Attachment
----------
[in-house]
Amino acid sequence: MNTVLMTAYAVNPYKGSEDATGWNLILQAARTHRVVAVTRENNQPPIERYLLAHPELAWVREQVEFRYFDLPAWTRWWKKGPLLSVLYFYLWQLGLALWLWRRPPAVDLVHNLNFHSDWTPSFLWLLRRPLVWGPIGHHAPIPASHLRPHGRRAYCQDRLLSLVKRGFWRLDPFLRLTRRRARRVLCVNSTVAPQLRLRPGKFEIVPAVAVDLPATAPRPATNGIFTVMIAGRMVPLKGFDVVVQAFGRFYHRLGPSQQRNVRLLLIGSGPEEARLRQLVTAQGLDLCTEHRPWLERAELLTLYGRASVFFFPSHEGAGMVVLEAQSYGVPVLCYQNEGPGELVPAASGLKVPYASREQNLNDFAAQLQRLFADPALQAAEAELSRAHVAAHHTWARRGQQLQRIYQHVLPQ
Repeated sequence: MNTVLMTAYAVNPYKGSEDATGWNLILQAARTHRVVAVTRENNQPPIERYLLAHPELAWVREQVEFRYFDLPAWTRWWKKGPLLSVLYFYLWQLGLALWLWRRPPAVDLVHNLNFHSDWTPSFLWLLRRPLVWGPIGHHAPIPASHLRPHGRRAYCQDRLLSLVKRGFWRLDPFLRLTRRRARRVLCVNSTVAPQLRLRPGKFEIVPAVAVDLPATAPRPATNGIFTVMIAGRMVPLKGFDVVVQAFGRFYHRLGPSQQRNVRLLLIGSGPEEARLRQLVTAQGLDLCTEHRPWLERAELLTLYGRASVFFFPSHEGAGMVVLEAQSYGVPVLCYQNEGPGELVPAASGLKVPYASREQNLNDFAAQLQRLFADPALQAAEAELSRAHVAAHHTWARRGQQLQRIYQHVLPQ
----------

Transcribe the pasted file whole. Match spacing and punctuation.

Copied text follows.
[in-house]
Amino acid sequence: MNTVLMTAYAVNPYKGSEDATGWNLILQAARTHRVVAVTRENNQPPIERYLLAHPELAWVREQVEFRYFDLPAWTRWWKKGPLLSVLYFYLWQLGLALWLWRRPPAVDLVHNLNFHSDWTPSFLWLLRRPLVWGPIGHHAPIPASHLRPHGRRAYCQDRLLSLVKRGFWRLDPFLRLTRRRARRVLCVNSTVAPQLRLRPGKFEIVPAVAVDLPATAPRPATNGIFTVMIAGRMVPLKGFDVVVQAFGRFYHRLGPSQQRNVRLLLIGSGPEEARLRQLVTAQGLDLCTEHRPWLERAELLTLYGRASVFFFPSHEGAGMVVLEAQSYGVPVLCYQNEGPGELVPAASGLKVPYASREQNLNDFAAQLQRLFADPALQAAEAELSRAHVAAHHTWARRGQQLQRIYQHVLPQ
Repeated sequence: MNTVLMTAYAVNPYKGSEDATGWNLILQAARTHRVVAVTRENNQPPIERYLLAHPELAWVREQVEFRYFDLPAWTRWWKKGPLLSVLYFYLWQLGLALWLWRRPPAVDLVHNLNFHSDWTPSFLWLLRRPLVWGPIGHHAPIPASHLRPHGRRAYCQDRLLSLVKRGFWRLDPFLRLTRRRARRVLCVNSTVAPQLRLRPGKFEIVPAVAVDLPATAPRPATNGIFTVMIAGRMVPLKGFDVVVQAFGRFYHRLGPSQQRNVRLLLIGSGPEEARLRQLVTAQGLDLCTEHRPWLERAELLTLYGRASVFFFPSHEGAGMVVLEAQSYGVPVLCYQNEGPGELVPAASGLKVPYASREQNLNDFAAQLQRLFADPALQAAEAELSRAHVAAHHTWARRGQQLQRIYQHVLPQ